Today, I volunteered with the organization Lori’s Hands to assist a man with a chronic neurological disease. His name was Dave, and what he has is called spinocerebellar ataxia. It’s a condition characterized by the progressive problems with movement. It causes problems with one’s coordination and balance, and impairs their speech and swallowing ability. The muscles in the body cramp and stiffen, and the sensation in the hands and body decrease. It weakens eye movement, and reduces the ability to remember and process information. Over time, a person can develop numbness or tingling in the arms and legs, and progressive loss of vision.
My group arrived at Dave’s house, ready to throw down in the kitchen, because apparently that’s what he usually asks for. But instead, he asked us to help sort out his closet. He wanted us to separate his clothes into what he wanted, and what was going to Goodwill. So we went through the massive pile of clothes lying on the floor in his closet. There had to have been over 40 shirts, pants, belts, and hoodies. As we lifted each item up in a show-and-tell fashion, we patted off the collection of dust they all had, and pointed out the good things in each so Dave could keep more clothes. As we sorted through, he started to share his preferences. He only wanted shirts with pockets, so he wouldn’t lose his call bell. He didn’t like the over sized sweaters or shirts because he lost a lot of weight. The button down shirts weren’t appealing because they weren’t his style. He wanted to keep his marathon apparel because it was sentimental, and his dress pants for any possible special occasions, such as the Lori’s Hand’s banquet coming up. Soon, my eyes began to water.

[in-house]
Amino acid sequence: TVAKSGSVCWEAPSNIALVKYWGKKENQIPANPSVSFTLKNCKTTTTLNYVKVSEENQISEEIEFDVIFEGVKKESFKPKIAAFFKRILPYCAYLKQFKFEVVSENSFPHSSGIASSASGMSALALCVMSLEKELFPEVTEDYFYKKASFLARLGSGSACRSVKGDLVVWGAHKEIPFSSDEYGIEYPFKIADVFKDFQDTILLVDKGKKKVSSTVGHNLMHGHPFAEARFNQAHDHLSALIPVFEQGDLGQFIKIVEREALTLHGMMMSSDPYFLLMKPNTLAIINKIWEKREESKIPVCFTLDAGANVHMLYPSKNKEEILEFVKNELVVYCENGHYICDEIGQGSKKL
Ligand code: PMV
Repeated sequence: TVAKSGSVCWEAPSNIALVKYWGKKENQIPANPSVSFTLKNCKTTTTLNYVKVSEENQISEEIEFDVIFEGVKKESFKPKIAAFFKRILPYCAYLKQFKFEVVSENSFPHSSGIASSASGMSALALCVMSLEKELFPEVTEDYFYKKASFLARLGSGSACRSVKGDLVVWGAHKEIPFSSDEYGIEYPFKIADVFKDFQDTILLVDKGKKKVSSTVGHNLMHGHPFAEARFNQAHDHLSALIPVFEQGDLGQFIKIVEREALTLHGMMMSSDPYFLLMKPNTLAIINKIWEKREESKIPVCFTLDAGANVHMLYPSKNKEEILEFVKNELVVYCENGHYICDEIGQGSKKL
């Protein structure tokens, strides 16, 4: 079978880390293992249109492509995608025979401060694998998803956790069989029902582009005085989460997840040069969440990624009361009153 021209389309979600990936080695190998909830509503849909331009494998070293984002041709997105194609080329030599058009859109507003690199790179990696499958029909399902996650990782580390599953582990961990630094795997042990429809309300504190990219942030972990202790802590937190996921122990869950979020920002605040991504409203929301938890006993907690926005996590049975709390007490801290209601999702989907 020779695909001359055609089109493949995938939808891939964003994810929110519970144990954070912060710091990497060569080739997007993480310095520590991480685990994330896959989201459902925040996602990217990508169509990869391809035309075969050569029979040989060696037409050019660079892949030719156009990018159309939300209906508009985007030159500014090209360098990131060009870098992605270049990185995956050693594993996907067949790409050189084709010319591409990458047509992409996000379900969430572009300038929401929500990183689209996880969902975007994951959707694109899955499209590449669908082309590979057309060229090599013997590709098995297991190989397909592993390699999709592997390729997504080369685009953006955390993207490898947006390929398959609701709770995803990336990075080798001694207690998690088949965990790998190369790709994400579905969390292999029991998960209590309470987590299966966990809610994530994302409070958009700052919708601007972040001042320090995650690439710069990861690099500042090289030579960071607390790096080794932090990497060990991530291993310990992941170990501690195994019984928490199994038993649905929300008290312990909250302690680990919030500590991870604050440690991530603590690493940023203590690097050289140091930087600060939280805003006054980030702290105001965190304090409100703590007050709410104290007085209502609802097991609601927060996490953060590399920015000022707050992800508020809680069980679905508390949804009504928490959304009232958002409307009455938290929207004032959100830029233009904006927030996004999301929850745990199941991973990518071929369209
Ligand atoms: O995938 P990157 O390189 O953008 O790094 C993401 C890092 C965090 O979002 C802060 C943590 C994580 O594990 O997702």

Dave had a smile on his face the whole time. Gosh. No matter what he said, there was the sound of joy in his voice. Often times it was difficult to hear his full sentence, but he spoke so sweetly. He bumped into every wall nearly 10 times, because the remote to his mobile wheelchair was tough to control. But he thought it was funny. He enjoyed telling us the story behind all of the pictures in his house. He met Bill Nye the science guy, biked 30 miles in a race, and won a Senior Olympics award.
All we did was organize clothes. We didn’t give him pills or give him a bath or take his blood pressure. We sorted out clothes. And immediately I felt so small. I can’t really describe how I felt, but every time I was ever angry or jealous or ungrateful or pitiful about something in my life, it vanished in that moment. The time we got to spend with Dave felt so much bigger than life. Serving him didn’t feel like a job or task any more, it felt like what I was meant to be doing.
I have the ability to drive a car, walk down the street, and run up the stairs if I please. I have all five senses, and I wake up each morning with the privilege of being able to use them to their fullest abilities, and for these things, I’m grateful. But to be in the presence of someone who can no longer do half as much as I can, and to witness how much life still seeps through him, is inspiring.
Dave is writing a book about the intricacies of stem cell research, and is on his 4th chapter. He’s still living his life the best way he can, and hasn’t let his disease make him unstoppable. And for people like him, I’d be willing to do anything for.